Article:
Nor has the government provided a clear cost estimate for this punishment-oriented approach that will put taxpayers on the hook for billions in correctional spending because of the vast increase in mandatory sentencing.

Parliamentary Budget Officer Kevin Page is investigating that aspect of the legislation and hopes to report back in 60 days.

The lack of proportionality, perspective and other flaws in the government’s approach discourage non-partisan support for measures in the grab bag that are positive — new offences to protect children, putting victims’ rights in the parole process into law, and changes to lengthen the time period in which offenders must show good behaviour in order to become eligible for parole.

But perhaps more importantly, the federal strategy seems bereft of any understanding of what’s happening in the provinces, which are responsible for delivering justice and maintaining the legal system.

And that may have triggered Justice Baumann’s restrained but sharp comments.

The B.C. legal system has been subjected to severe restructuring and cutbacks since the provincial Liberals took office a decade ago.

The problems have made headlines, be it courtrooms closing because of a shortage of sheriffs or dockets so clotted you can’t get a trial date in less than year.

Cases are regularly thrown out in Provincial Court because it has taken too long for them to get to trial. Heck, we had a riot in Vancouver and three months later, not a single charge has been laid yet.

And generally, too many serious cases take far too long to prosecute — three to five years is standard, and sometimes it’s much longer, as in the case of BC Rail.

As Justice Bauman said, Parliament and the legislatures have a constitutional obligation to ensure that the judiciary, which is a separate and independent pillar of our government, is able to bring people to justice in a timely fashion and that citizens have access to justice.

Both the criminal and civil legal systems are cornerstones of a civil society and they are both in jeopardy.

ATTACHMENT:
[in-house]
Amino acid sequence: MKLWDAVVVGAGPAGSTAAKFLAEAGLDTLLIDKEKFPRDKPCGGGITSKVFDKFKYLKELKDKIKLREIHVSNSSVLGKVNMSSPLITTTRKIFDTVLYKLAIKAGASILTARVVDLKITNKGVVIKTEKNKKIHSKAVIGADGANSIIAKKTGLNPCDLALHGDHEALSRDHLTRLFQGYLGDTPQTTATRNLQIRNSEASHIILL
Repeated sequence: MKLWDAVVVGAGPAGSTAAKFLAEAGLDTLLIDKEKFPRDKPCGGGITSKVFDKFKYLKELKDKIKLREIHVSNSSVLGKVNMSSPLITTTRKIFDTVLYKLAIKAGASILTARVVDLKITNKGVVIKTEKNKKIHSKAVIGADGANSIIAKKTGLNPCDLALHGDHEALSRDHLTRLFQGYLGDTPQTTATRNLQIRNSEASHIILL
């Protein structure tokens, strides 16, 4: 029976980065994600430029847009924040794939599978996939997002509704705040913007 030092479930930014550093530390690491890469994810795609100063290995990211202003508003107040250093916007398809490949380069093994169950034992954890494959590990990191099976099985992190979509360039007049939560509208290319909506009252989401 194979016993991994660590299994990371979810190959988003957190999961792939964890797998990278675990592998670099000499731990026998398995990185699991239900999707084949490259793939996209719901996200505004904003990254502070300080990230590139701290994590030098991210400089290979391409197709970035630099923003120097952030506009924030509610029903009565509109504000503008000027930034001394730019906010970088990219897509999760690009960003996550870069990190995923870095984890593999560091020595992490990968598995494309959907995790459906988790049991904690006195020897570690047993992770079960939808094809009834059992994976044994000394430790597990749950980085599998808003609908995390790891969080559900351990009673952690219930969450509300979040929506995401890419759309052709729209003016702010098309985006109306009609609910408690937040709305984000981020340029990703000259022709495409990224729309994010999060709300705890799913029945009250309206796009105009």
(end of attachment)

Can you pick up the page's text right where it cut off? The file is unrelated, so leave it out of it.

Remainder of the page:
This crime bill will not make the country safer — we are already experiencing the lowest crime rates since 1973. It will exacerbate the problems.

In Canada, we need a serious discussion about how to fix the legal system, not a slew of ideologically driven laws that handcuff judges and drive up the prison population.

Source is HERE:


Tuesday, September 27, 2011


Did we learn nothing from BC Rail? What they are planning ... would drain Canada of oil, gas, and hydro - all without any public involvement except that taxpayers are expected to foot the bill ...

BC Mary comment: It's becoming more clear, why Stephen Harper looked to the  devastated Province of British Columbia, liked what he saw, and decided to promote the despised, cast-off premier to be Canada's High Commissioner to the United Kingdom. Something doesn't sit right. Why aren't there permanent pickets around Gordon Campbell's posh new residence at Canada House on Trafalgar Square. And the picketers' signs should read, NO TO GORDO! and like Brigette DePape's, STOP HARPER!

It also becomes more clear why Gordo and his good pal David Emerson were pushed with an almost vulgar haste into their Order of British Columbia awards. How much of this can we take?  


... There is no real domestic need for the excessive electricity generation and "upgrades" being called for in Canada, but, under the radar, something much bigger is going on. It has to do with "energy convergence." We tend to think of the electricity sector as separate from the oil and gas sector. But increasingly, the same corporate players are involved in both.

What they are planning is literally continent-transforming and would drain Canada of oil, gas, and hydro  - all without any public involvement except that taxpayers are expected to foot the bill ...

To continue reading this excellent article, recommended by Erik Andersen, click HERE:


BC Mary comment: I received this on a ListServ with no by-line, source, or URL but it certainly looks good to me.  I'm posting it in full, hoping others agree that it sure as heck provides one big answer to "What can we do?"